ROMANCING THE DARK IN THE CITY OF LIGHT

Ever consider suicide? How many teens have considered this option and have given serious thought to it?

Ann Jacobus has written a page-turning story set in the romantic city of Paris that hits upon the many important issues in young people’s lives – where do I fit in, friendship and loyalty, the excitement of sex, drinking, and maybe even drugs, and all this in the tincture of longing to belong, to be somebody, successful, meaningful, and to have a parent care, really care, if I live or die. ROMANCING THE DARK IN THE CITY OF LIGHT by Ann Jacobus looks at suicide both head on and also on the slant.romancing the dark

Suicide is the third leading cause of death of young people. Over 14% of teens give serious consideration; 7% have attempted it. Suicide attempts peak during adolescents. Bullying is a major player.

ROMANCING THE DARK   is “A vivid portrayal of a girl in love with love and death …flowing from the real to the surreal with all the gritty glamour of a black and white French film.”       Richard Peck, Newbery Medal winner, National Book Award finalist

I had the opportunity to interview the author, Ann Jacobus, who invited me to “take a walk on the Dark Side.” Join us —

 

What is ROMANCING THE DARK IN THE CITY OF LIGHT about?

 

ROMANCING the DARK is about a depressed and hard-drinking 18-year-old girl in Paris who’s torn between two boys—one who pulls her toward the light and all her potential, and one who leads her toward darkness. It’s meant to be an entertaining YA thriller first, but at its core, the story is very much about suicide and being suicidal, and is based on hard facts.

What kind of research did you do?

We lived in Paris for ten years so I know the city. For many years I’ve participated as a trained volunteer for suicide crisis lines. I was briefly suicidal at age fifteen. I also attended AA meetings, consulted recovering alcoholics, medical doctors, psychologists, and French police.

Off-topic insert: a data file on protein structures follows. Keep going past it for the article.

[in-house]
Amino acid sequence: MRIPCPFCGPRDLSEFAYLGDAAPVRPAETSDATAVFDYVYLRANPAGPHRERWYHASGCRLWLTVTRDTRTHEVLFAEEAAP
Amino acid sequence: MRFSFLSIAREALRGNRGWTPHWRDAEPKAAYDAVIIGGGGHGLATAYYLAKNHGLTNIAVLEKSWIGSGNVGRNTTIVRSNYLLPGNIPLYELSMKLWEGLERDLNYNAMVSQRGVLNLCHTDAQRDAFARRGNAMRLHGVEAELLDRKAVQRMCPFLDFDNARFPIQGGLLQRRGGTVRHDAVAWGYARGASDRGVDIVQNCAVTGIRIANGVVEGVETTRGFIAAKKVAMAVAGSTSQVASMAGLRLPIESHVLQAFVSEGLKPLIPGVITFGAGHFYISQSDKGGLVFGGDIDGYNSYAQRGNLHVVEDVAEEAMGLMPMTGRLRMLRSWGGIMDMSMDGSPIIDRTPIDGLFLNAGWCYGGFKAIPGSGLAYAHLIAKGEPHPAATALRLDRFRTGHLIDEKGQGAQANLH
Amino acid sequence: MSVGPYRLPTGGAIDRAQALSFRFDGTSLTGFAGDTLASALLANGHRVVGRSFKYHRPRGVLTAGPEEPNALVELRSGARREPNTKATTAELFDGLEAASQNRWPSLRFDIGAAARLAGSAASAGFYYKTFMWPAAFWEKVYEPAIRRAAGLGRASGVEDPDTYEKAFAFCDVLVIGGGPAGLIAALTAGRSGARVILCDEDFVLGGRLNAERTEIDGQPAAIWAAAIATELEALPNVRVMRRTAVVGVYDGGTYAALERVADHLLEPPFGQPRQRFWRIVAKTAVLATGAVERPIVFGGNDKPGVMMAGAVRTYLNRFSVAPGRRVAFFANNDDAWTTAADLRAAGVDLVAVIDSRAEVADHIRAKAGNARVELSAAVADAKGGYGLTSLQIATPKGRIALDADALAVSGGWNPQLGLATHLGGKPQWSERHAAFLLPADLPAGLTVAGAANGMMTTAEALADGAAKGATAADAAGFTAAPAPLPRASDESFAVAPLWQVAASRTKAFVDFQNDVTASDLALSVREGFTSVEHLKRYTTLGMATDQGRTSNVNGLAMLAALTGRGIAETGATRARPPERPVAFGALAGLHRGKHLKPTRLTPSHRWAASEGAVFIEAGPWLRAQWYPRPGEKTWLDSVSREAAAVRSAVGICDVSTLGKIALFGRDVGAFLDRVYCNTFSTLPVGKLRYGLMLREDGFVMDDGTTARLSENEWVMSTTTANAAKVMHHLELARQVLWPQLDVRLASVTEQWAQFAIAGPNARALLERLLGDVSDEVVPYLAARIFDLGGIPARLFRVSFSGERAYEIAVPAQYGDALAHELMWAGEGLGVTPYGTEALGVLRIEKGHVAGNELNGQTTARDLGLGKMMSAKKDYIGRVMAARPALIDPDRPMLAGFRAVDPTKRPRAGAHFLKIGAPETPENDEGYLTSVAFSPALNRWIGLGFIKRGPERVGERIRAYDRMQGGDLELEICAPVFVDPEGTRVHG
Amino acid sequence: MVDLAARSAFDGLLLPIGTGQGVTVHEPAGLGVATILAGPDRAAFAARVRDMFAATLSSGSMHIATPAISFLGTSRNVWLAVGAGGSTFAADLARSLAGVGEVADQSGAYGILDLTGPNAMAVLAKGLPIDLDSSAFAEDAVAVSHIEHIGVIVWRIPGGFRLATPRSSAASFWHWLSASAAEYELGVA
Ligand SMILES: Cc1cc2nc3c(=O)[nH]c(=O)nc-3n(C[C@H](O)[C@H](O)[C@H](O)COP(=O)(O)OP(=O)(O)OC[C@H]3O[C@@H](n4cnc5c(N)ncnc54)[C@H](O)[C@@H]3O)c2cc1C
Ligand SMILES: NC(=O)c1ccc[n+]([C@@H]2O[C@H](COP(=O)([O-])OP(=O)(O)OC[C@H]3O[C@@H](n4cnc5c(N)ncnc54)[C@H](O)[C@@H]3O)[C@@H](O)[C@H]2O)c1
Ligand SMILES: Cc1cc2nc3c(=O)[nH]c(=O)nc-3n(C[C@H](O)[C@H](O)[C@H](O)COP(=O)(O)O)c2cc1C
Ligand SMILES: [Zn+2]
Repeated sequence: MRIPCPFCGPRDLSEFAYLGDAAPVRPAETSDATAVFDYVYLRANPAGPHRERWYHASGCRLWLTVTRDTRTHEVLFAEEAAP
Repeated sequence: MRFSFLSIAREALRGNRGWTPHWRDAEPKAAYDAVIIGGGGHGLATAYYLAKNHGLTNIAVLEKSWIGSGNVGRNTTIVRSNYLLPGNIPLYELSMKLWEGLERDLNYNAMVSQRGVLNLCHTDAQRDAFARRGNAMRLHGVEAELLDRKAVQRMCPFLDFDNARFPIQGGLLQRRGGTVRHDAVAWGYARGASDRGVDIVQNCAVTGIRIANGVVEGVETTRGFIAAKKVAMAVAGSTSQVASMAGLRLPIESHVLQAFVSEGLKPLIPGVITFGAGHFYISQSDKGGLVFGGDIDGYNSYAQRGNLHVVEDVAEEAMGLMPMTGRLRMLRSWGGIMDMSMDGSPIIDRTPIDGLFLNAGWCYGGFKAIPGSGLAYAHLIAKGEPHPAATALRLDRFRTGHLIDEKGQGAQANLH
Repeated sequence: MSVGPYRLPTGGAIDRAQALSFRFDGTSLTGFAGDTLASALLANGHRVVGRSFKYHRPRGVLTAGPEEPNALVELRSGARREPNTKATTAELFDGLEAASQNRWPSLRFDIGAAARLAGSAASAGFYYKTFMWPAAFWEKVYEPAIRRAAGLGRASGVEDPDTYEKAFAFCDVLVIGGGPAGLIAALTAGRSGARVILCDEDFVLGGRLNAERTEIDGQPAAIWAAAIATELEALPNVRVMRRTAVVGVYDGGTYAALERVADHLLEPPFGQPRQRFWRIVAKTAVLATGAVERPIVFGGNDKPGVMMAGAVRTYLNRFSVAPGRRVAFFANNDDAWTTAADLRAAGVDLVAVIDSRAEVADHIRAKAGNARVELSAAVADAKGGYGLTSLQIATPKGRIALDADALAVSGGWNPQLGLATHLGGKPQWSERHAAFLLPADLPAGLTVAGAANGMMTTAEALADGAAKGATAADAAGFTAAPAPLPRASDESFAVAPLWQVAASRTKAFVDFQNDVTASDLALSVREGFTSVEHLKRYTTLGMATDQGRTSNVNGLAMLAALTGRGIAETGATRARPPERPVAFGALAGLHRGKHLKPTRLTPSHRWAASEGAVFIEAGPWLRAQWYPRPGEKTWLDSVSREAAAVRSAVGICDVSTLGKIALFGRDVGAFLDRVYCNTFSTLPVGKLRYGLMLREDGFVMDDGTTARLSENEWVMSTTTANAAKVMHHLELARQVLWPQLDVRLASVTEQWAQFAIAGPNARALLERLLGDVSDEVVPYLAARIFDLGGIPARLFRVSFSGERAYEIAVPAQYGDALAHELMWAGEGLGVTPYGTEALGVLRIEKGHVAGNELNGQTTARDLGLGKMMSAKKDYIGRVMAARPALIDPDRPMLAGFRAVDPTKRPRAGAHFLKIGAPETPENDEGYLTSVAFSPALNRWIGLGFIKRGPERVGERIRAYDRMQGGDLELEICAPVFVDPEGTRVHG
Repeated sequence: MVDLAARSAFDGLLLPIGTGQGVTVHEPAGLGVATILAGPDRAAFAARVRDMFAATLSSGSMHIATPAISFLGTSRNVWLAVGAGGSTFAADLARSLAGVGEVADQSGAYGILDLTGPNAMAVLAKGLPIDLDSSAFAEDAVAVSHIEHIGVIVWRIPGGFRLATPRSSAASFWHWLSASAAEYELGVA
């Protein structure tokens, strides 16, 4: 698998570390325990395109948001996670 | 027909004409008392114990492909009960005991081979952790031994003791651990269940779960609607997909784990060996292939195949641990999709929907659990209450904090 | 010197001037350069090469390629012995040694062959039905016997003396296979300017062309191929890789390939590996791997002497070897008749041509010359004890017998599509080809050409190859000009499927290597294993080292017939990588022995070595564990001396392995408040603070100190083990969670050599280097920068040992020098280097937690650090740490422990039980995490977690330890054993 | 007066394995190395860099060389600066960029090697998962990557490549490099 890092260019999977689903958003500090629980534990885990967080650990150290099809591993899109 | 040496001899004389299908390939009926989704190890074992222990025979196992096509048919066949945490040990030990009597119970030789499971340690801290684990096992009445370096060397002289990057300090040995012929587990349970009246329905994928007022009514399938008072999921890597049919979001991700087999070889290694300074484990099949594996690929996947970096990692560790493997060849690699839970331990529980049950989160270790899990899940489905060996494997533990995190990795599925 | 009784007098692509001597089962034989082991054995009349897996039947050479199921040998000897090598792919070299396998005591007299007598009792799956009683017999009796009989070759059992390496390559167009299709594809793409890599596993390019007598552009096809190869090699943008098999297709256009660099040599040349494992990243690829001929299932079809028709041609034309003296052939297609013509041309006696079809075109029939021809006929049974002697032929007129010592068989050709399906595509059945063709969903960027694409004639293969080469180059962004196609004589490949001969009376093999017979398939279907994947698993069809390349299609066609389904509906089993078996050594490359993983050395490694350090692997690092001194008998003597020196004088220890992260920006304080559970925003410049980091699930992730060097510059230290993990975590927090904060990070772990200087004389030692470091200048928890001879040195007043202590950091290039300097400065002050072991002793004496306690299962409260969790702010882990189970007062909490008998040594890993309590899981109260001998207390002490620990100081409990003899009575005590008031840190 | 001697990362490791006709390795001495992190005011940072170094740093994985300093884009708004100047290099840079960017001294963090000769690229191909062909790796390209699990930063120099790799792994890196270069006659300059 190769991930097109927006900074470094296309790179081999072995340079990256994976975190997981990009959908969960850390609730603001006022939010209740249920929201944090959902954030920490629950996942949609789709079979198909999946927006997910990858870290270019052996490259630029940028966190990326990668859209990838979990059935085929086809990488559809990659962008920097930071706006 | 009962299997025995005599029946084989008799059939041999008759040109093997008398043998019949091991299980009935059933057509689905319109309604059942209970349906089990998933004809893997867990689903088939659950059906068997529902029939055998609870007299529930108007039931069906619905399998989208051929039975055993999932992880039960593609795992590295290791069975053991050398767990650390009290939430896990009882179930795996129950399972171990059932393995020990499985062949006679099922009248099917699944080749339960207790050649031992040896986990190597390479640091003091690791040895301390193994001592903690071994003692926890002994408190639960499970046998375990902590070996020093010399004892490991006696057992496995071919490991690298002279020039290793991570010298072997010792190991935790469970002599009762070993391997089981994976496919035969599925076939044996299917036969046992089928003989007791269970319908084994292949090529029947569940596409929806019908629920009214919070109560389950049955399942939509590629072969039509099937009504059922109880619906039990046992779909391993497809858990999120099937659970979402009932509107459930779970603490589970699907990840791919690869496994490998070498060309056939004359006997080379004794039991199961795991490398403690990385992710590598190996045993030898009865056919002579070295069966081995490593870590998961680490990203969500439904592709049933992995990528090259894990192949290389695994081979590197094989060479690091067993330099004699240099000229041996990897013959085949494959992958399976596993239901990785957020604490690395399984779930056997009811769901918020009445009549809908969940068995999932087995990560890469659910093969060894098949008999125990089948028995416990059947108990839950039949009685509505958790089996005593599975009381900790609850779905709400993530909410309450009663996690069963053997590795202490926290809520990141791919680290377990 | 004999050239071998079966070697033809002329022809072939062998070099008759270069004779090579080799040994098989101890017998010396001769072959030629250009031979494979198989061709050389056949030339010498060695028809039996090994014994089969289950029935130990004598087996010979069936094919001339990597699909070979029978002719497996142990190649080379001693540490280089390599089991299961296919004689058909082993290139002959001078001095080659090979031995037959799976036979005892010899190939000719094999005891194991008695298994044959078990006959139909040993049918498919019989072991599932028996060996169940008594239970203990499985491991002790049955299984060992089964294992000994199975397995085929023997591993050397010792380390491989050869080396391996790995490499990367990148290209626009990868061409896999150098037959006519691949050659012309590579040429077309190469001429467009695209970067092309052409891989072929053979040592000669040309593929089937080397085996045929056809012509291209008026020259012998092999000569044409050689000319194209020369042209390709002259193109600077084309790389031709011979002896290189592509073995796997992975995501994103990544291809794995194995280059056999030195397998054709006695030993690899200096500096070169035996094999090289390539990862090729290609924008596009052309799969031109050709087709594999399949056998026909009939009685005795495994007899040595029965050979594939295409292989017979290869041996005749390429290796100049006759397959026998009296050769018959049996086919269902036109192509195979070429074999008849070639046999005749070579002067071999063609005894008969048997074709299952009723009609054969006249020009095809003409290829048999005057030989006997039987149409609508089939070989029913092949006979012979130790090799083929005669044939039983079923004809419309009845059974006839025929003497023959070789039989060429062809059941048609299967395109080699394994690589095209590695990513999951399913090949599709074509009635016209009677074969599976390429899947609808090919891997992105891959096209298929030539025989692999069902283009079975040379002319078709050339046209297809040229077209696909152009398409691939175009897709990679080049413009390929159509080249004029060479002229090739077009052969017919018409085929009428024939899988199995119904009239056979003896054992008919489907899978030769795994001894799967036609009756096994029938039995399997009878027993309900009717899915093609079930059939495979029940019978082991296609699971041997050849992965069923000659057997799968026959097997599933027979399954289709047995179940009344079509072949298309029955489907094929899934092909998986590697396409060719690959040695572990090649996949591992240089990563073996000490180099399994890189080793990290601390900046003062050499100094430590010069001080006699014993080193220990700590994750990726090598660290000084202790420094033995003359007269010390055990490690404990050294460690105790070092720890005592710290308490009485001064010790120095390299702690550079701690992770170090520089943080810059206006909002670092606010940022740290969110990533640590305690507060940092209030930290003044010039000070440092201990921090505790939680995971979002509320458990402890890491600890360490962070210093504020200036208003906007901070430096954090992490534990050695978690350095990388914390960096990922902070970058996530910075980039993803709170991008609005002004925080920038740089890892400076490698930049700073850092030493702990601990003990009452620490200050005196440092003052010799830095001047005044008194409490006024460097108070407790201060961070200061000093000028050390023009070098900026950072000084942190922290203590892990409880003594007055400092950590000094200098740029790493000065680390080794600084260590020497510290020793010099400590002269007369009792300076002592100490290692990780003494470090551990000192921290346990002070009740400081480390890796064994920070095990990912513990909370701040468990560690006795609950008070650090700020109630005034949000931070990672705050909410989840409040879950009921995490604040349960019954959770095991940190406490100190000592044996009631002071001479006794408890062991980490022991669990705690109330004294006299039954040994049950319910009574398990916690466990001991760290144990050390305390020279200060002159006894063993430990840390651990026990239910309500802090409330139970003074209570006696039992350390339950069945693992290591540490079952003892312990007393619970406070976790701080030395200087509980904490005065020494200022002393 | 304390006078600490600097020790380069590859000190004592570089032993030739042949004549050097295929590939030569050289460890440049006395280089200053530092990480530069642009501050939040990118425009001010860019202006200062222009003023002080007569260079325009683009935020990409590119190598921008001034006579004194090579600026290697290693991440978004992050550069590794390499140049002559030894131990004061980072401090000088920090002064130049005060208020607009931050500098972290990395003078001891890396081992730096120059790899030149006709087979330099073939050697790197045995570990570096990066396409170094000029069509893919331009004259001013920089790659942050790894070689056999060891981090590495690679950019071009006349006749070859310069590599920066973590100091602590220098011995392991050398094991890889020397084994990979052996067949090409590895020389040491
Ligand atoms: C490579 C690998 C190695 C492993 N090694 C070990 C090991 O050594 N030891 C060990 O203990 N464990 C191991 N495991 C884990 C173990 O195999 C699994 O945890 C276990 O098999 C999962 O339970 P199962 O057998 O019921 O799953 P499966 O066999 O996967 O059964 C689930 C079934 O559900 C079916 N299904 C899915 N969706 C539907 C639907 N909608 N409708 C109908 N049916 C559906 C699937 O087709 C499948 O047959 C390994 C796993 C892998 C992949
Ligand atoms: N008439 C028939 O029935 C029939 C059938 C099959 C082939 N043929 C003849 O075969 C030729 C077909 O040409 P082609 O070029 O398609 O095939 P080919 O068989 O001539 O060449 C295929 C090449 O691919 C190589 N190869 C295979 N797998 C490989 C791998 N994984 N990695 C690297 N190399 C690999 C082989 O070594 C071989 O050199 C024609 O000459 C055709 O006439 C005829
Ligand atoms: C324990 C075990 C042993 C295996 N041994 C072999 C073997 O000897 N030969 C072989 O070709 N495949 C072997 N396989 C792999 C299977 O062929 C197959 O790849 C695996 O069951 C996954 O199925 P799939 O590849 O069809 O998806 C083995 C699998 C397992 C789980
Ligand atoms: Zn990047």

Do you think we need stories about suicide?th

Yes! Stories are how readers can make sense of pretty much everything, but especially of dark, difficult subjects like suicide.

Each year at least 4600 kids between the ages of 10-24 complete suicide. Another 160,000 are treated in ERs across the country for self-injury from attempts. Almost 30% of the 40K high school students surveyed felt so sad and hopeless in the previous year for two weeks running that they stopped doing regular activities. 17% seriously considered suicide! That’s 1 out of every 6 high school students.

And yet, we turn away.

This is the stigma mental health workers refer to. While it applies to most mental health issues and illnesses, suicide suffers it the worst.* It affects not just the suicidal themselves but their friends and families and survivors.

Stigma leads to silence. Silence for the suicidal leads to loss of life.

We can prevent suicide in the vast majority of cases, if we can talk about it. And that’s why I wrote ROMANCING THE DARK IN THE CITY OF LIGHT.